Childbirth

Childbirth is the final stage of pregnancy, in which the mother gives birth to her baby or babies. Many consider childbirth a trying yet joyous time for the families and loved ones of the baby, the mother, the father, and all other people involved. Each childbirth is a unique experience that changes depending on a number of factors including the mother, the location of birth, as well as the choice to incorporate anesthetics. Learning about childbirth will help expecting mothers, family members and close friends be prepared and more relaxed during this process. 

Four Stages of Childbirth 

There are four stages of childbirth and the length and experience of each phase is dependent on the expecting mother.

First Stage

There are three individual phases that take place during this first stage of childbirth. The first part of the initial stage of childbirth is referred to as the latent phase or the early labor phase. During the latent phase, the expecting mother begins to have uterine contractions.1 The early labor phase is complete when the cervix is dilated to 3 centimeters.2 It is important to stay relaxed during this phase, as there are still a number of hours before the child will be born. During the early phase, the mother should drink plenty of water and be prepared to remain in this phase for 8 to 12 hours.2 However, it is important to note that these contractions are different from Braxton Hicks contractions, which typically occur at 26 weeks into the pregnancy. Braxton Hicks contractions are mild contractions that are irregular and infrequent.3 The purpose of Braxton Hicks contractions is to prepare the female’s muscles to give birth. It is crucial to know and understand the difference in contractions as they are an important indicator of the stage of pregnancy the expecting mother is in. Cervical effacement, the thinning of the cervix, is typically complete or near completion by the end of the latent phase of the first stage of childbirth.8 Cervical effacement is measured in percentages, meaning that if effacement is at 75%, then the expecting mother is three quarters of the way to birth.8 The closer the cervical effacement is to 100%, the closer labor is.8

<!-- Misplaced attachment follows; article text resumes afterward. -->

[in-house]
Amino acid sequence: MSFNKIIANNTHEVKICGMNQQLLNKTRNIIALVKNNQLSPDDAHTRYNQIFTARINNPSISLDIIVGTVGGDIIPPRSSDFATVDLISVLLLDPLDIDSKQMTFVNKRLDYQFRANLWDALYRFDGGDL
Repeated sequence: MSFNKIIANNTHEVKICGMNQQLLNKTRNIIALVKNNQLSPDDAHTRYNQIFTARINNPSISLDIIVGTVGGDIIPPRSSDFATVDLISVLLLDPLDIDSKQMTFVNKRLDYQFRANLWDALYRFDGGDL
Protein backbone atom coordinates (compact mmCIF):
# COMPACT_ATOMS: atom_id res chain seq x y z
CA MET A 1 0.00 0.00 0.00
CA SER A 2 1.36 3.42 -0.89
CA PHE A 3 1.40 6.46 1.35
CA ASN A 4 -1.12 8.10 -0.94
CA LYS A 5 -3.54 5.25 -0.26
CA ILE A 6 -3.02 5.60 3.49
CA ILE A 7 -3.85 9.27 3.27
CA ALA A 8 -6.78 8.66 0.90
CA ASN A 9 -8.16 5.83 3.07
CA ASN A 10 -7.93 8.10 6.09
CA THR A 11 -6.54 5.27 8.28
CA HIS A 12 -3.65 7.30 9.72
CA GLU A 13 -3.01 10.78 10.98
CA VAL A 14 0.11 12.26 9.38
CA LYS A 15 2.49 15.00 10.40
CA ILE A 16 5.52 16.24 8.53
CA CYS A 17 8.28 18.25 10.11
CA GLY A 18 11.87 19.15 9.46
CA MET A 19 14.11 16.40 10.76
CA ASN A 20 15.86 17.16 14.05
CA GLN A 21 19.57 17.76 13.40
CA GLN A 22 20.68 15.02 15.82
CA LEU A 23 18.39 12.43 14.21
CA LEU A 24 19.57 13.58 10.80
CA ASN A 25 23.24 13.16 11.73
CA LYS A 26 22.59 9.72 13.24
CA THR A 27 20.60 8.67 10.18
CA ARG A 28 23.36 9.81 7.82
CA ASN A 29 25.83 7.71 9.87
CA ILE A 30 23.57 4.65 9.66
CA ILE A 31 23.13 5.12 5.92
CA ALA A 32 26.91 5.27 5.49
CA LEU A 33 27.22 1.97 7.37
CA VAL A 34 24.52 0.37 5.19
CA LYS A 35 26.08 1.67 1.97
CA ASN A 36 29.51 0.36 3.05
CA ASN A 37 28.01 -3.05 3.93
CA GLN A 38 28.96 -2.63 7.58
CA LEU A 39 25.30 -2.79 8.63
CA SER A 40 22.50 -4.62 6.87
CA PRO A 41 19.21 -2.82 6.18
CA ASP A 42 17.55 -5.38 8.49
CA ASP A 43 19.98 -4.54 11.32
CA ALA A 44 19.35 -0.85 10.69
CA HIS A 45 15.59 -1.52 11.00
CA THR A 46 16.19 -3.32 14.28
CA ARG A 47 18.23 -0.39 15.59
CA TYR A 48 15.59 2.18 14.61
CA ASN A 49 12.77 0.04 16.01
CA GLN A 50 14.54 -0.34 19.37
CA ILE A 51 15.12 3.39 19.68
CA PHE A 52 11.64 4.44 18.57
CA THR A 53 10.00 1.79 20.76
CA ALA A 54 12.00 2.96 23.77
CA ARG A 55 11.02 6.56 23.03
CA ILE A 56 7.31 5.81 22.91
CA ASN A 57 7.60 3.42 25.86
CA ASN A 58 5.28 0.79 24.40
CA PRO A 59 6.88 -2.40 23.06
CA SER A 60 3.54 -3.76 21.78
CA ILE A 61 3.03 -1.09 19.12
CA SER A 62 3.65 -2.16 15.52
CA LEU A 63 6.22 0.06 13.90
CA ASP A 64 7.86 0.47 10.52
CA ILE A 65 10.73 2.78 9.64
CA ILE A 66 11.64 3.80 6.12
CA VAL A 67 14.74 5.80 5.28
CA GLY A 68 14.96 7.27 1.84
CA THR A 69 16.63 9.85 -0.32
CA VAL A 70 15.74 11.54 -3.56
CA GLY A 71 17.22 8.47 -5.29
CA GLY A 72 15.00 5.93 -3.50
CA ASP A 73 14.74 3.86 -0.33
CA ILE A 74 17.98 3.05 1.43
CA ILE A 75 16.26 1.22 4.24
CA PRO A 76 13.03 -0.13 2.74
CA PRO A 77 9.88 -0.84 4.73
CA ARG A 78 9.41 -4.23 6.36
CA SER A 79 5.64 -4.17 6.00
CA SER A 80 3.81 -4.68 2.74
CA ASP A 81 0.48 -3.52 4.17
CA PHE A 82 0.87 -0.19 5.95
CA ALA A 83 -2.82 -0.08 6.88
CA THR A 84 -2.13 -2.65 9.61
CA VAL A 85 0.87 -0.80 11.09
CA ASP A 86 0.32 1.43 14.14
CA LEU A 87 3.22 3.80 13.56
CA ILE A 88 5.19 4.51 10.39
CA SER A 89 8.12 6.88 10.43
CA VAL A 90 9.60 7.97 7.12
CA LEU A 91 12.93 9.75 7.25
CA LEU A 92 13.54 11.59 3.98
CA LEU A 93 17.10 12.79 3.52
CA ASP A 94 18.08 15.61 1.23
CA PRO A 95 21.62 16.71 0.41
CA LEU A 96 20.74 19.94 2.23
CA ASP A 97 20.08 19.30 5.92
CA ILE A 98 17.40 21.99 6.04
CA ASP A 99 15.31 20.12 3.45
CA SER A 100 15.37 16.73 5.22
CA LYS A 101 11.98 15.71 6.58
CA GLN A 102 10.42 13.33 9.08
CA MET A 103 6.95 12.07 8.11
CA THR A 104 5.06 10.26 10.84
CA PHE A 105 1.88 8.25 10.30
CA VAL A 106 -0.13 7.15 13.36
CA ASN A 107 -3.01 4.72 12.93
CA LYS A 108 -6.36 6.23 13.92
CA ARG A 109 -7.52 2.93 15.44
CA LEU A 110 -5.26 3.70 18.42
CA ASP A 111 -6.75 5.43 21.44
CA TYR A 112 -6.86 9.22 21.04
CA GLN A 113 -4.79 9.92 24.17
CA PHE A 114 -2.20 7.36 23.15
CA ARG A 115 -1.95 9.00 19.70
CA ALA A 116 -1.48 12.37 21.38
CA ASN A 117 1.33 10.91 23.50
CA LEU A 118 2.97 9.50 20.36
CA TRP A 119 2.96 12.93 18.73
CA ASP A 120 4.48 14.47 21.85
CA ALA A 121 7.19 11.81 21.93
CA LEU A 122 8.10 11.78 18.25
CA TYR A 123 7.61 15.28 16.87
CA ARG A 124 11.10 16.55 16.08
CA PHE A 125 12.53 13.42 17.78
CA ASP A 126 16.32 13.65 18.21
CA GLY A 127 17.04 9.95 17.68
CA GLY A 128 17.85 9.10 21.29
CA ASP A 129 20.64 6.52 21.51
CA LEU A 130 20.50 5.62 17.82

The second part of the first stage of childbirth is the active phase. When the active phase begins it is time to go to the hospital or location where the mother intends to give birth. A strong support system is crucial, as the female will experience taxing physical and emotional stress. During the active phase, the cervix will continue to dilate between 4 and 7 centimeters and will typically last from three to five hours.2  Other people in the room should give the mother their full attention and provide her with positive and encouraging statements. It may be helpful to massage the soon to be mother and make her feel as comfortable as possible.

The third and final phase of the first stage of childbirth is the transition phase. The transition phase lasts between 30 minutes and 2 hours, and the cervix will dilate from 8 to 10 centimeters.2 Gas, vomiting, hot flashes, and nausea are common during the transition phase, making it the hardest of the three parts of the first stage.